The Hebrew Academy - A Yeshiva Day School serving Nursery through Eighth Grade

Nursery

Nursery Curriculum

The major goal of the Nursery program is to instill a love of learning and of school in every child. As we welcome our youngest Hebrew Academy citizens through our doors, we offer a program that incorporates a variety of activities to aid each child's growth and development. Staff members evaluate the progress of each child through formal methods at various points during the year, and informally on a daily basis. The curriculum and activities are adapted to meet the needs of each child.

Judaic Curriculum

Mitzvot and Hebrew Language

The children are introduced to basic tefillot, holiday times and Shabbat through appropriate Early Childhood materials - songs, dances, arts and crafts, cooking, stories, parties, puzzles, etc. We are concerned with the aura created in the classroom in terms of Torah and Mitzvot. We hope to transfer to each and every child in our Nursery group, a feeling of excitement, joy and pride in the fact that he/she is a Jew. Hebrew language is used in songs, games and daily classroom routine. Children are introduced to the letters of the Alef-Bet through songs and games. In addition, the Nursery celebrates Shabbat with a weekly Erev Shabbat Celebration.

Secualr Curriculum

Computers

Each classroom is equipped with at least one multimedia computer. Various computer programs are used in relation to ongoing curriculum matter. Students use software to reinforce and review materials being learned. Through daily use of the computers, not only do children have the opportunity to review in an exciting manner with immediate feedback, they also become comfortable with use of the mouse and keyboard.

Creative Arts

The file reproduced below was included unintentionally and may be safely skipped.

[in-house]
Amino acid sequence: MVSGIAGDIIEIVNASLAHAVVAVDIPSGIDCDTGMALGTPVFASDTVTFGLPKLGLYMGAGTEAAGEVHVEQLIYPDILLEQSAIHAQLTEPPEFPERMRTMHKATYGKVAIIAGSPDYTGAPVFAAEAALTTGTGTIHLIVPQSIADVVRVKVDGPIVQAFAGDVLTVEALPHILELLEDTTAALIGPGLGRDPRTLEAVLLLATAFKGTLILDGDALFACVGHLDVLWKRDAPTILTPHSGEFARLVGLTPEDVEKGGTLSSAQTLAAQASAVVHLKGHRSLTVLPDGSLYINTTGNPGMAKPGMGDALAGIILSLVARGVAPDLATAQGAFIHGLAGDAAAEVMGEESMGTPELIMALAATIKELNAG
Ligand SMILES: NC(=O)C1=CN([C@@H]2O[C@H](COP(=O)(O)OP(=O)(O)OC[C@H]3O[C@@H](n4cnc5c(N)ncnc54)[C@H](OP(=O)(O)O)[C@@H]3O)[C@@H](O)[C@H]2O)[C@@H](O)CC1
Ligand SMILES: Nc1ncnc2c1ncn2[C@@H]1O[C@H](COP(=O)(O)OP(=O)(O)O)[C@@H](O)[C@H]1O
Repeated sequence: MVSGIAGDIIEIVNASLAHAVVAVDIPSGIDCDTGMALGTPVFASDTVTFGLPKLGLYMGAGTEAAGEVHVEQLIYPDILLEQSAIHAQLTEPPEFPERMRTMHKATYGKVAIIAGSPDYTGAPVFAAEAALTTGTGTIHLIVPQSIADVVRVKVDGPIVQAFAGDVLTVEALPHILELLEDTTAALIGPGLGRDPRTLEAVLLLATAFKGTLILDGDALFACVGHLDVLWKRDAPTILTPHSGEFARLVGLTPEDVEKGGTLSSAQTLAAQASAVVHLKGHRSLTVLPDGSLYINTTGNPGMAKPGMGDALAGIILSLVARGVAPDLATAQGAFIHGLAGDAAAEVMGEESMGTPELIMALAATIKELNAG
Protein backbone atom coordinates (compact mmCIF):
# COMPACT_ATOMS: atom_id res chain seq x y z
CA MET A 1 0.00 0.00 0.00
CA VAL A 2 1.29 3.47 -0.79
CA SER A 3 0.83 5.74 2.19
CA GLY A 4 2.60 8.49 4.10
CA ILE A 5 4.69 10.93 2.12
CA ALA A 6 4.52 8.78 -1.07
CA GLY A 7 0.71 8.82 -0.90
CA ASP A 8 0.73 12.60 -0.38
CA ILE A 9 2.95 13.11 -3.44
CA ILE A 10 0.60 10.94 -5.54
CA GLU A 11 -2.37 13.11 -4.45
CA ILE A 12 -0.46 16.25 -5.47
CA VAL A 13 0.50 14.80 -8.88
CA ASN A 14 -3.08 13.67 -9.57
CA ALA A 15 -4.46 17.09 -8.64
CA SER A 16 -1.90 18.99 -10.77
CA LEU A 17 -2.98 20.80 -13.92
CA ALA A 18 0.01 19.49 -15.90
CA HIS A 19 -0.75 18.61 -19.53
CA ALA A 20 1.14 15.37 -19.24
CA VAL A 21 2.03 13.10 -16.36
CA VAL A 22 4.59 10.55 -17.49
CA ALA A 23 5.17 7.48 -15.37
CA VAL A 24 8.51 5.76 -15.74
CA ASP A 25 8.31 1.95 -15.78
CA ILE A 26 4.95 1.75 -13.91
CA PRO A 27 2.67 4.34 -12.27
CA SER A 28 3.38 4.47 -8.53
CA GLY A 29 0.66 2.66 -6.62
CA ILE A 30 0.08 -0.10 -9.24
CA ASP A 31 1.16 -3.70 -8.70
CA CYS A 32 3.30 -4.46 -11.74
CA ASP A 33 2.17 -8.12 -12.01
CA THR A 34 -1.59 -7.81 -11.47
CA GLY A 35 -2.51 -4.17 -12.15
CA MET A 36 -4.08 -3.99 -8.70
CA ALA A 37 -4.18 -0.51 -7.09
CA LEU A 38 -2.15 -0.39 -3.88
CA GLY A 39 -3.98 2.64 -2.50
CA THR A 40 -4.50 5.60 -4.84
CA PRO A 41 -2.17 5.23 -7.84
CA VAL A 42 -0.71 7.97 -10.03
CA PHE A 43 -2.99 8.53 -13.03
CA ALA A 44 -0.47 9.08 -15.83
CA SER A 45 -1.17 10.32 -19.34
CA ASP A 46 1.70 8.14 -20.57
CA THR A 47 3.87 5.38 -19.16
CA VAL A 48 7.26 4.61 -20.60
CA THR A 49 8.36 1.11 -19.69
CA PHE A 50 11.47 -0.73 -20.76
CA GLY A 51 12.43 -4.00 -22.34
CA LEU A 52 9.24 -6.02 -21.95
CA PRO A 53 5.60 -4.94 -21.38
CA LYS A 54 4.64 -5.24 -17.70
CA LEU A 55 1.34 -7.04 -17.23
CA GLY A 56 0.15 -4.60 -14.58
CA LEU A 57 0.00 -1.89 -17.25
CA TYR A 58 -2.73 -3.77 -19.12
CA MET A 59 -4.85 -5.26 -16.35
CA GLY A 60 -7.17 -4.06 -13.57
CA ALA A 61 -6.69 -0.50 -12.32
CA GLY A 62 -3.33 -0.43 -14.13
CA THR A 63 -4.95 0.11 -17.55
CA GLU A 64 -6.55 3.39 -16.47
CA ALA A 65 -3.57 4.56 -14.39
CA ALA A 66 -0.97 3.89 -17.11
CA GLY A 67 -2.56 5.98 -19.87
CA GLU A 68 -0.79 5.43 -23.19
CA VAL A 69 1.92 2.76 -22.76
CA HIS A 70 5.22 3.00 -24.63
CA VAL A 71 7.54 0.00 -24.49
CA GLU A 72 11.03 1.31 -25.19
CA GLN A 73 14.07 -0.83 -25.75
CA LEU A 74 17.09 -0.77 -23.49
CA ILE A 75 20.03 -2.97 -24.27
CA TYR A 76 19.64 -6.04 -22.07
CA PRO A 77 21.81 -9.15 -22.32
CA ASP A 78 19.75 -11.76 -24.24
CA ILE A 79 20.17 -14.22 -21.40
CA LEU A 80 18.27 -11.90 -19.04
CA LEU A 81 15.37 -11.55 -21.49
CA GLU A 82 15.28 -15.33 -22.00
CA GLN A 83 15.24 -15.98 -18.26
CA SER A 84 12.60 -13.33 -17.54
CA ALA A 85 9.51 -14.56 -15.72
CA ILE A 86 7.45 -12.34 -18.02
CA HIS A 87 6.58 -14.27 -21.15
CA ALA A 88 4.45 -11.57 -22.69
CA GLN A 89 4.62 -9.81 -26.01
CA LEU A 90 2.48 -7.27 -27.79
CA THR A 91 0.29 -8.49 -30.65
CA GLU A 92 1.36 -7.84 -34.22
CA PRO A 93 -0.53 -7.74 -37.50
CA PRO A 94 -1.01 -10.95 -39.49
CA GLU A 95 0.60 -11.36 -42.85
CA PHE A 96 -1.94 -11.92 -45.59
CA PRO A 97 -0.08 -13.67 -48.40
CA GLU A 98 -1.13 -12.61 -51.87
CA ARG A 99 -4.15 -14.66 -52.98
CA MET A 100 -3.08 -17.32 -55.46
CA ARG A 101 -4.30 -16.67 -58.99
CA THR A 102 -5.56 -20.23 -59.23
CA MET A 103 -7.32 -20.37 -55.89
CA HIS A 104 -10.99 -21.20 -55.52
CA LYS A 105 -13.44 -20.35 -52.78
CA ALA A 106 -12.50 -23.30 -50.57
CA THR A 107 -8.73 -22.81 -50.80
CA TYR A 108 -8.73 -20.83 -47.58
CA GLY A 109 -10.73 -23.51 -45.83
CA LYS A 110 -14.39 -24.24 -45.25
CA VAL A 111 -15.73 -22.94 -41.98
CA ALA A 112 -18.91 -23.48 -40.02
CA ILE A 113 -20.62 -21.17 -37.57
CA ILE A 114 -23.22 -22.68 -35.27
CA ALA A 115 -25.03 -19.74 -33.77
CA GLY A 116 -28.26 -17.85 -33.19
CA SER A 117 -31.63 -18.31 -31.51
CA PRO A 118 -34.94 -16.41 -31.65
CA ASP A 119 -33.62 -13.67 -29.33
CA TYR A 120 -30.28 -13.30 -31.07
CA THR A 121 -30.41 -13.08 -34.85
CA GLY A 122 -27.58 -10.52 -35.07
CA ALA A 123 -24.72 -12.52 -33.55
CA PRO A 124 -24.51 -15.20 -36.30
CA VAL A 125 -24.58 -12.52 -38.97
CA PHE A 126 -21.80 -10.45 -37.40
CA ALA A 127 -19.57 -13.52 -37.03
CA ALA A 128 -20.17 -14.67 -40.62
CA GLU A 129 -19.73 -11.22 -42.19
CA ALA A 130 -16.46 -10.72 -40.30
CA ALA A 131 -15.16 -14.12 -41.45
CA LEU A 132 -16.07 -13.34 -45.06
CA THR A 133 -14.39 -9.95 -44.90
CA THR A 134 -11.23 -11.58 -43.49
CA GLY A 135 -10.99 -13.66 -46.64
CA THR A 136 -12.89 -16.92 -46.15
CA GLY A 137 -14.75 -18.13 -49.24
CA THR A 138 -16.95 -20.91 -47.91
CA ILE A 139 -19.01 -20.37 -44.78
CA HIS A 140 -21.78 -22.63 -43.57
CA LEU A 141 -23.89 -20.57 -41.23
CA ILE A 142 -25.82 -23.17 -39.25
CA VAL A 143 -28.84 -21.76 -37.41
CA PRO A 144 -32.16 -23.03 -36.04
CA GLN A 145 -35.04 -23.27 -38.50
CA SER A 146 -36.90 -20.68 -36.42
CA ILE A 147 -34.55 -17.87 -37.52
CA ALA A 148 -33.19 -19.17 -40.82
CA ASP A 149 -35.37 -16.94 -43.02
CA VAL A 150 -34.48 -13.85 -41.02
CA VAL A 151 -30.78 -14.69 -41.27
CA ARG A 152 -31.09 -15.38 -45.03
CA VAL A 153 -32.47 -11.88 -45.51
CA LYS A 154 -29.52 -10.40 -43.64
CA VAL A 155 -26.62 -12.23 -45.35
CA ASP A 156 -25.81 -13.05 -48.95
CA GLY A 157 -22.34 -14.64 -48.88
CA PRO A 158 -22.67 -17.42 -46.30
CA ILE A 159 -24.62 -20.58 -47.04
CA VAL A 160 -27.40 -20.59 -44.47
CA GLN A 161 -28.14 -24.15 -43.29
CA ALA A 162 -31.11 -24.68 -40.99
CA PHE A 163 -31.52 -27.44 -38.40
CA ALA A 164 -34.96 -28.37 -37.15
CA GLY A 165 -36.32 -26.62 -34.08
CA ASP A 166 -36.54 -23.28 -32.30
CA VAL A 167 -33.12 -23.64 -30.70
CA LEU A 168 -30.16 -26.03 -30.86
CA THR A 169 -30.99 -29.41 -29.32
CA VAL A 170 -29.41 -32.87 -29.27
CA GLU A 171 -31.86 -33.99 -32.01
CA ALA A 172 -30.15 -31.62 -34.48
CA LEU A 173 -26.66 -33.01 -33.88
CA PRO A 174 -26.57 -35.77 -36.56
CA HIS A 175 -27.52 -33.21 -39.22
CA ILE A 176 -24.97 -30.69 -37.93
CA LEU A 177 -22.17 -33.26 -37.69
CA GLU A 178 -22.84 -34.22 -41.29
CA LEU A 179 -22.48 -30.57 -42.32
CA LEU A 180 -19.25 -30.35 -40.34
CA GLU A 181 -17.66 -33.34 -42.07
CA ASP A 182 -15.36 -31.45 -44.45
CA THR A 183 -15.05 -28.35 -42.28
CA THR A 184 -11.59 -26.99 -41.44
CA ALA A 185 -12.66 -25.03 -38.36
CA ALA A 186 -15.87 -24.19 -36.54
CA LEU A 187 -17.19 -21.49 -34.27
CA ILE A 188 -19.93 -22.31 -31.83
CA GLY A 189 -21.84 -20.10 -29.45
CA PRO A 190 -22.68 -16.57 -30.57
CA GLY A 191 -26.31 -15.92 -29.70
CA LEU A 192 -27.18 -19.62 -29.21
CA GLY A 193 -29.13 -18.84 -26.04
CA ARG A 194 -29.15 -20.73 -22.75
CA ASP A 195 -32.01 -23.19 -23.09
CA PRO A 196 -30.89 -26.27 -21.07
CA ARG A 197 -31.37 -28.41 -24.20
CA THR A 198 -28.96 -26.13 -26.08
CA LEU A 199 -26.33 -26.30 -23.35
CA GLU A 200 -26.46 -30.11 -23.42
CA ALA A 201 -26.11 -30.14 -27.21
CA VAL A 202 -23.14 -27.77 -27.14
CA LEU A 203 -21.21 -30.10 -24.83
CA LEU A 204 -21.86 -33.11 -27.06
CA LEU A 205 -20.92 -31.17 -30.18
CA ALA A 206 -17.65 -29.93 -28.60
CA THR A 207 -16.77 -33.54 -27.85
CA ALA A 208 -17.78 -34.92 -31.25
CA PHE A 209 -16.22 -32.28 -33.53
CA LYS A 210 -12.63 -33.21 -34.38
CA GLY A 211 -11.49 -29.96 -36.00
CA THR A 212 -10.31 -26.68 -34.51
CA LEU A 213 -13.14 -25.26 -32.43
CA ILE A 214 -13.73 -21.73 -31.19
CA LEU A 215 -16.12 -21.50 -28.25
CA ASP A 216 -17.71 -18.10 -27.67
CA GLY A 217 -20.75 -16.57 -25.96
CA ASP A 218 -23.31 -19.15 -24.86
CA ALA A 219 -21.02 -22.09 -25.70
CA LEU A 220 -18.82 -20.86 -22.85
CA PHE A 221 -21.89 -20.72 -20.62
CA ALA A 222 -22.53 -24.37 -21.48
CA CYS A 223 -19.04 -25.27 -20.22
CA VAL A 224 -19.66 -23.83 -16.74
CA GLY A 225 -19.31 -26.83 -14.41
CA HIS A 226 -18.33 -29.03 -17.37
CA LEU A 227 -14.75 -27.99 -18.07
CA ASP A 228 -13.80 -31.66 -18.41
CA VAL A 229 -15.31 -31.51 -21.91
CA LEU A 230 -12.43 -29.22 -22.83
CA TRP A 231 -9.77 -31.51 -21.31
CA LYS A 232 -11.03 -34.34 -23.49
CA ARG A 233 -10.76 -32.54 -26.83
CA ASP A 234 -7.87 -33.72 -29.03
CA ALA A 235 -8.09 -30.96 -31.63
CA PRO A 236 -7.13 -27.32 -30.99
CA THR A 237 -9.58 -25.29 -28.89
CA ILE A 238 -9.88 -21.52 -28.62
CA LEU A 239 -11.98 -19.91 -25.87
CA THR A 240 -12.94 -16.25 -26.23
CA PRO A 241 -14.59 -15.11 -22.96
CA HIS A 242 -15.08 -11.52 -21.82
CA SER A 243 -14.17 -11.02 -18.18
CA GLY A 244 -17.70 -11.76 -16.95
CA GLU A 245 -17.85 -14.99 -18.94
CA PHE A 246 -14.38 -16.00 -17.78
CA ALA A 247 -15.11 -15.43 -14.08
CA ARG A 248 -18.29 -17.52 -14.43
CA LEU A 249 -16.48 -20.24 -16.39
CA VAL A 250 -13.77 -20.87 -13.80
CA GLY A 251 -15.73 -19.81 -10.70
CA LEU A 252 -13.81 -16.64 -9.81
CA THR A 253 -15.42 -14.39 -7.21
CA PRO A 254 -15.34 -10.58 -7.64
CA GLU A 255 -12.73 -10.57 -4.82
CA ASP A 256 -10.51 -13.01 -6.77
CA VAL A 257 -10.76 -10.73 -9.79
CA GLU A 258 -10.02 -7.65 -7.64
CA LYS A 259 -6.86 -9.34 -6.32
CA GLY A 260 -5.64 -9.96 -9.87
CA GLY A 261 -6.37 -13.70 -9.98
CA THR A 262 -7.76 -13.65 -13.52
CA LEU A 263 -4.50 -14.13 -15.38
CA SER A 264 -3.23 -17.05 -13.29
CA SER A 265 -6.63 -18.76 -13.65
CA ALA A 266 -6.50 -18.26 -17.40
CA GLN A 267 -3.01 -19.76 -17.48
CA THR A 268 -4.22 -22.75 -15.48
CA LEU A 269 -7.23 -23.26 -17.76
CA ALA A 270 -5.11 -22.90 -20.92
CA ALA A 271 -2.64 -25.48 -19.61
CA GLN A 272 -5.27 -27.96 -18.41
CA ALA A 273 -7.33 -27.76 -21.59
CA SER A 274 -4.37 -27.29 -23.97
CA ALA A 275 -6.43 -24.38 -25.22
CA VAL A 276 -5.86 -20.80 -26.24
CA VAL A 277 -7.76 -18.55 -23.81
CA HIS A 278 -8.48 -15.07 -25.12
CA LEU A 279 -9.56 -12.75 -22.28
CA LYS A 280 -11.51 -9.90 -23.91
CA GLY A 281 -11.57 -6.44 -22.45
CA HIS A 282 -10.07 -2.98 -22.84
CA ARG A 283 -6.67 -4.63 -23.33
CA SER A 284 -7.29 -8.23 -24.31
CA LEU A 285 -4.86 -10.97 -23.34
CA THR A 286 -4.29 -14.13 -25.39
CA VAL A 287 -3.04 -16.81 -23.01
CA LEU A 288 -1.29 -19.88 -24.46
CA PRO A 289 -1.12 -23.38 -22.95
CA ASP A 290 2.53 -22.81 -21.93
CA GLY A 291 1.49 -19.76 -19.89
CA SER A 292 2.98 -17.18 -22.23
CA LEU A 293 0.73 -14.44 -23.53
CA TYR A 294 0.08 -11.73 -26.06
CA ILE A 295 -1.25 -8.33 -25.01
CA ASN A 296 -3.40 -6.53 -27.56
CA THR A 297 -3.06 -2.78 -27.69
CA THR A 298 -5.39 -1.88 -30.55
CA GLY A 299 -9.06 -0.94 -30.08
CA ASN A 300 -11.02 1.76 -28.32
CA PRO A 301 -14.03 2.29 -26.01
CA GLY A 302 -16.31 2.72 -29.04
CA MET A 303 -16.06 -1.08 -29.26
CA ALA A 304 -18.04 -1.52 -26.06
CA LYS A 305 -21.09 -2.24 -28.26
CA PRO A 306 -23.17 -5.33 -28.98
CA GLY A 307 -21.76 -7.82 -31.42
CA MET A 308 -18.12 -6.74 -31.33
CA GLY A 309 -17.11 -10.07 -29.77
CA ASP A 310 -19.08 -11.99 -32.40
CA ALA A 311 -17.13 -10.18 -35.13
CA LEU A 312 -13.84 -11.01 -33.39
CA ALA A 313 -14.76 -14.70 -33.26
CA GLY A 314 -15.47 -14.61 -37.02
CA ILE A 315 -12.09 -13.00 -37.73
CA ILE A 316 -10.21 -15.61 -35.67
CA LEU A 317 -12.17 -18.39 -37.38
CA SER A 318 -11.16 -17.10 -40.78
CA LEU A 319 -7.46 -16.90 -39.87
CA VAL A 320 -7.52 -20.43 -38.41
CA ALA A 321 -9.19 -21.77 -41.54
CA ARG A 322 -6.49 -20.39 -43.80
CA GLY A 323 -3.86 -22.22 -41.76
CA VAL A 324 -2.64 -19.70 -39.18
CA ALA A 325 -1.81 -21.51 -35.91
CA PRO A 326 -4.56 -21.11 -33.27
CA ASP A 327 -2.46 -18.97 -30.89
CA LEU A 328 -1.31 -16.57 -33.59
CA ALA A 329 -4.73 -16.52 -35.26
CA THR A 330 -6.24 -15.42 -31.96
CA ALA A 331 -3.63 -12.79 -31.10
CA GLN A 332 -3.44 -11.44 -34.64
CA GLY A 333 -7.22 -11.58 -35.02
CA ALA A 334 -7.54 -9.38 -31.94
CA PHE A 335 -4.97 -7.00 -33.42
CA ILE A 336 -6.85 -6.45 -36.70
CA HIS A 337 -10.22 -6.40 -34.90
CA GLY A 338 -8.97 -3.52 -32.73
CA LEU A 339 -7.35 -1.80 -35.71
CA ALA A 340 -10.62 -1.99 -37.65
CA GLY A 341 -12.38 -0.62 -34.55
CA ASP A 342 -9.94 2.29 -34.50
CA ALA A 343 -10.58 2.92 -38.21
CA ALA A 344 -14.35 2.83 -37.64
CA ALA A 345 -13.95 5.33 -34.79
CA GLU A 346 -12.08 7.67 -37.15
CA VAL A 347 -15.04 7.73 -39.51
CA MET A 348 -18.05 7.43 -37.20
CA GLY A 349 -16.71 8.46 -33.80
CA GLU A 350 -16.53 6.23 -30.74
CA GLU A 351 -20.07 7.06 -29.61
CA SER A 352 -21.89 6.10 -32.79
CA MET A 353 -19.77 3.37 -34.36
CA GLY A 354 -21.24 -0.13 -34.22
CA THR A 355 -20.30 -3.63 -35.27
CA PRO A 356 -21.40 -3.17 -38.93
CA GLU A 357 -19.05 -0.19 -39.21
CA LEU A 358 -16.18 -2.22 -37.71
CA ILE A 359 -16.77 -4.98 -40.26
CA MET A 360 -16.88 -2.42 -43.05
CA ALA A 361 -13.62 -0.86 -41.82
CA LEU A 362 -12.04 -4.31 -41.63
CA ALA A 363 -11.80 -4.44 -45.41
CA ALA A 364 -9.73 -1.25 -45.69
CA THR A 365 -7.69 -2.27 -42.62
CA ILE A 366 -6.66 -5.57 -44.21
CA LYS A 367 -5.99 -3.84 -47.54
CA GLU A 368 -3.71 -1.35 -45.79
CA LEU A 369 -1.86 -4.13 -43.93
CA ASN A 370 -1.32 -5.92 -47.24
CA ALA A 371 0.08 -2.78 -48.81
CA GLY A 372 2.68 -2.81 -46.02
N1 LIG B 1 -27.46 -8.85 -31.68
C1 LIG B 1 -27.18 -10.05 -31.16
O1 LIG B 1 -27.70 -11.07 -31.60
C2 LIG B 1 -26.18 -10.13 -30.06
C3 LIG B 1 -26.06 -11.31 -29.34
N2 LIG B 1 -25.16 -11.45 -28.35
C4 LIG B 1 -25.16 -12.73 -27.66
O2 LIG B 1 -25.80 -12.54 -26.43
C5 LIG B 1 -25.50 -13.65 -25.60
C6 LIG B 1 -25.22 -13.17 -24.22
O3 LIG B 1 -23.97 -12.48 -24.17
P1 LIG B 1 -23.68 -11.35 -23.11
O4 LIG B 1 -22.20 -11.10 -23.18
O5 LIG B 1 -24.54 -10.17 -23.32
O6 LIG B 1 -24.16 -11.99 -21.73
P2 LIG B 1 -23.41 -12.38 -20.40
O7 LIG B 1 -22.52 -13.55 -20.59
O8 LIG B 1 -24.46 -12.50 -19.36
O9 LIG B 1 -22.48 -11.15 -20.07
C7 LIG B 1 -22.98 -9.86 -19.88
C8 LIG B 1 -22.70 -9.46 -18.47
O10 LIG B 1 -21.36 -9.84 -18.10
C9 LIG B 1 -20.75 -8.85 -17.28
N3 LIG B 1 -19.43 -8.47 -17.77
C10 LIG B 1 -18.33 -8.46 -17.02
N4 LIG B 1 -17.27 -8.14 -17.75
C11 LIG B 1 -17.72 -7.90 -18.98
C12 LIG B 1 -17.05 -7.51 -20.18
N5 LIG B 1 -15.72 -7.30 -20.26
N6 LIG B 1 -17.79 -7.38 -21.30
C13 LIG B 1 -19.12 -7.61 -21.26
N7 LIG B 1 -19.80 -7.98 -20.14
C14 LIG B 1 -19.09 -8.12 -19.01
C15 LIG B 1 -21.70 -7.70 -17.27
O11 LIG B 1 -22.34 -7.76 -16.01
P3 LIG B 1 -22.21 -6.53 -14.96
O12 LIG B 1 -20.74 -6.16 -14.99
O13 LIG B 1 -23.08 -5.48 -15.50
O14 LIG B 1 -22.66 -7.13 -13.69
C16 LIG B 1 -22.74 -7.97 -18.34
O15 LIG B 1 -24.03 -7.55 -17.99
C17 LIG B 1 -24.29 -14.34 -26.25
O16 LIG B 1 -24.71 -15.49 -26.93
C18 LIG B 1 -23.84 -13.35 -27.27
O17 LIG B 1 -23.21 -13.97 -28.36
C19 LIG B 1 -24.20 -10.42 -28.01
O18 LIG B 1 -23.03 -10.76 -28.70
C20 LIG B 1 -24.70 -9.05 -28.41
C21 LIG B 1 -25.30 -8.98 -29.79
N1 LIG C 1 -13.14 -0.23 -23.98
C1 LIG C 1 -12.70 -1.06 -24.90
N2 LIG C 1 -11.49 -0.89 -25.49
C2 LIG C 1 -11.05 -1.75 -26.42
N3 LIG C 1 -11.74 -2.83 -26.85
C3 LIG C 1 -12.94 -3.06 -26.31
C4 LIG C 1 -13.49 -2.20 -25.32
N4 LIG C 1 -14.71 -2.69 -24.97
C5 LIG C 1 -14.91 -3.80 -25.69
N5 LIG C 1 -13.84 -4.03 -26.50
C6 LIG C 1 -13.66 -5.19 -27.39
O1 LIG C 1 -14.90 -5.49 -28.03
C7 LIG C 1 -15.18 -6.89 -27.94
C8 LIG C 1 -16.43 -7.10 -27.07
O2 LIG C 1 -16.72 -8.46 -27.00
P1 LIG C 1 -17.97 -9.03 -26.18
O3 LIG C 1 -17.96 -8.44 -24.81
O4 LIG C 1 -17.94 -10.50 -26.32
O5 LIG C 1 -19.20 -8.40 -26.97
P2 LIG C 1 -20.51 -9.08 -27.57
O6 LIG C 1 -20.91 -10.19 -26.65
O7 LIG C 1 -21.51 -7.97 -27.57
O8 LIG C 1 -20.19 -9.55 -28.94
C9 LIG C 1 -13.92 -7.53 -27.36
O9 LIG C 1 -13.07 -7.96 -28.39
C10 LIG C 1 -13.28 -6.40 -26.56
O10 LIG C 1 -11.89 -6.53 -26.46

Art work is a vital part of every aspect of our Nursery program. The children routinely “play” with paint and easels, crayons, clay, scissors, hole punchers, paste, glue and collage materials. The emphasis is on the process of experimentation and expression of creativity rather than the product.

On occasion, special crafts to reflect a specific season or thematic learning unit will be included.

Language Arts and Whole Language

Oral language usage is encouraged through a variety of Early Childhood media songs, stories, "show and tell", the tape recorder, role playing, hearing stories, telling stories, etc.

With the many educational toys and games available in the classroom, the children are encouraged to participate in activities that foster large and small muscle development, fine motor skills, and eye-hand coordination.

With pre-school children, active learning is a sensorimotor component-moving experience involving listening, searching, feeling, and manipulating. Experiences in which the child produces some effect upon the world (as opposed to a sedimentary activity such as watching television) are crucial to the development of thought processes. The child's logic develops from the effort to explain information gained through active experiences.